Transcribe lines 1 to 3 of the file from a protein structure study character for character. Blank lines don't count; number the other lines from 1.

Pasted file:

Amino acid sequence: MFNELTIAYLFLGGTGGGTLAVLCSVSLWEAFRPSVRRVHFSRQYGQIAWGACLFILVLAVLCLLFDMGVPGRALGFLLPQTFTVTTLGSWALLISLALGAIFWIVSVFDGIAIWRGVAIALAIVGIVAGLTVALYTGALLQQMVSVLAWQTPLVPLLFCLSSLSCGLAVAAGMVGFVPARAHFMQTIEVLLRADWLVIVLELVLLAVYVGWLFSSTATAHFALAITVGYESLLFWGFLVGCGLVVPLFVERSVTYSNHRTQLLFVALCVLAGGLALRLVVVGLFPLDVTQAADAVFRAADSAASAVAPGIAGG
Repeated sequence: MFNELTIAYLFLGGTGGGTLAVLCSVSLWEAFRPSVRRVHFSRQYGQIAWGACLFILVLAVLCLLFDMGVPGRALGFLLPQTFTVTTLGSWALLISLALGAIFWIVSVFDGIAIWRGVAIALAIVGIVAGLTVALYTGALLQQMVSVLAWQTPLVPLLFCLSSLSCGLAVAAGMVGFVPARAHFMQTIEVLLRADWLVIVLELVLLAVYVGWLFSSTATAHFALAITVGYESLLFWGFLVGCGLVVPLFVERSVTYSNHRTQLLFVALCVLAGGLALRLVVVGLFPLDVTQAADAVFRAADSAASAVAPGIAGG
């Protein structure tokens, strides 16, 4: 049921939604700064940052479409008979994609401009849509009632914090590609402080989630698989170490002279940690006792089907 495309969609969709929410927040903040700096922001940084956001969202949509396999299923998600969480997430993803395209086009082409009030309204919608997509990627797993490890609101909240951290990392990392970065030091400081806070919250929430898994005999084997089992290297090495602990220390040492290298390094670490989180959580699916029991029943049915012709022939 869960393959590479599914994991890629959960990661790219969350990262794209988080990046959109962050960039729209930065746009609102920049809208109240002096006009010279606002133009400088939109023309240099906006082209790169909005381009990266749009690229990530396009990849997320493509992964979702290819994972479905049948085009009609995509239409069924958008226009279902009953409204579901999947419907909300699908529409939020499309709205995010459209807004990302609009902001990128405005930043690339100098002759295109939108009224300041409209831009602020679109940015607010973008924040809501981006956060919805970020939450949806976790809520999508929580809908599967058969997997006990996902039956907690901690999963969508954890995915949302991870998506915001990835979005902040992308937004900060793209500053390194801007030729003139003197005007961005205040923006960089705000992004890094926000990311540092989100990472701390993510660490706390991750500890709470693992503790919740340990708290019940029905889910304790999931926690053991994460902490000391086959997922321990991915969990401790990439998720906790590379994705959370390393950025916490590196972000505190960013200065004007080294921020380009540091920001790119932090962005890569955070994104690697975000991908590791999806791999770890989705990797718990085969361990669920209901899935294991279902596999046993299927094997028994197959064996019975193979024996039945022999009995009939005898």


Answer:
Amino acid sequence: MFNELTIAYLFLGGTGGGTLAVLCSVSLWEAFRPSVRRVHFSRQYGQIAWGACLFILVLAVLCLLFDMGVPGRALGFLLPQTFTVTTLGSWALLISLALGAIFWIVSVFDGIAIWRGVAIALAIVGIVAGLTVALYTGALLQQMVSVLAWQTPLVPLLFCLSSLSCGLAVAAGMVGFVPARAHFMQTIEVLLRADWLVIVLELVLLAVYVGWLFSSTATAHFALAITVGYESLLFWGFLVGCGLVVPLFVERSVTYSNHRTQLLFVALCVLAGGLALRLVVVGLFPLDVTQAADAVFRAADSAASAVAPGIAGG
Repeated sequence: MFNELTIAYLFLGGTGGGTLAVLCSVSLWEAFRPSVRRVHFSRQYGQIAWGACLFILVLAVLCLLFDMGVPGRALGFLLPQTFTVTTLGSWALLISLALGAIFWIVSVFDGIAIWRGVAIALAIVGIVAGLTVALYTGALLQQMVSVLAWQTPLVPLLFCLSSLSCGLAVAAGMVGFVPARAHFMQTIEVLLRADWLVIVLELVLLAVYVGWLFSSTATAHFALAITVGYESLLFWGFLVGCGLVVPLFVERSVTYSNHRTQLLFVALCVLAGGLALRLVVVGLFPLDVTQAADAVFRAADSAASAVAPGIAGG
């Protein structure tokens, strides 16, 4: 049921939604700064940052479409008979994609401009849509009632914090590609402080989630698989170490002279940690006792089907 495309969609969709929410927040903040700096922001940084956001969202949509396999299923998600969480997430993803395209086009082409009030309204919608997509990627797993490890609101909240951290990392990392970065030091400081806070919250929430898994005999084997089992290297090495602990220390040492290298390094670490989180959580699916029991029943049915012709022939 869960393959590479599914994991890629959960990661790219969350990262794209988080990046959109962050960039729209930065746009609102920049809208109240002096006009010279606002133009400088939109023309240099906006082209790169909005381009990266749009690229990530396009990849997320493509992964979702290819994972479905049948085009009609995509239409069924958008226009279902009953409204579901999947419907909300699908529409939020499309709205995010459209807004990302609009902001990128405005930043690339100098002759295109939108009224300041409209831009602020679109940015607010973008924040809501981006956060919805970020939450949806976790809520999508929580809908599967058969997997006990996902039956907690901690999963969508954890995915949302991870998506915001990835979005902040992308937004900060793209500053390194801007030729003139003197005007961005205040923006960089705000992004890094926000990311540092989100990472701390993510660490706390991750500890709470693992503790919740340990708290019940029905889910304790999931926690053991994460902490000391086959997922321990991915969990401790990439998720906790590379994705959370390393950025916490590196972000505190960013200065004007080294921020380009540091920001790119932090962005890569955070994104690697975000991908590791999806791999770890989705990797718990085969361990669920209901899935294991279902596999046993299927094997028994197959064996019975193979024996039945022999009995009939005898």